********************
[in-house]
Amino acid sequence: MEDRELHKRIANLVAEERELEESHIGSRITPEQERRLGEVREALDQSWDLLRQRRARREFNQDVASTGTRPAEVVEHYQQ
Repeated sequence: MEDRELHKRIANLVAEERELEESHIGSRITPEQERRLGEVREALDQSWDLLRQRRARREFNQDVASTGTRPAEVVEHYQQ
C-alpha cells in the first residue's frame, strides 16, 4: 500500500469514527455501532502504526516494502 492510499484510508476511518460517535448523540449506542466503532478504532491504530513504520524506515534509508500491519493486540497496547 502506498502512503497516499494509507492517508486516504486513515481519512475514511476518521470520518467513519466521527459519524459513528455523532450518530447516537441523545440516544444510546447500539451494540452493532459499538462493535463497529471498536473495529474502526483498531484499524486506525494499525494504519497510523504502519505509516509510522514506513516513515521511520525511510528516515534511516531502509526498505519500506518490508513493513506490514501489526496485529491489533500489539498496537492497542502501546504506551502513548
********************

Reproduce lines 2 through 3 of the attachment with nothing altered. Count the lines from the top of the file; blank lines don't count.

Amino acid sequence: MEDRELHKRIANLVAEERELEESHIGSRITPEQERRLGEVREALDQSWDLLRQRRARREFNQDVASTGTRPAEVVEHYQQ
Repeated sequence: MEDRELHKRIANLVAEERELEESHIGSRITPEQERRLGEVREALDQSWDLLRQRRARREFNQDVASTGTRPAEVVEHYQQ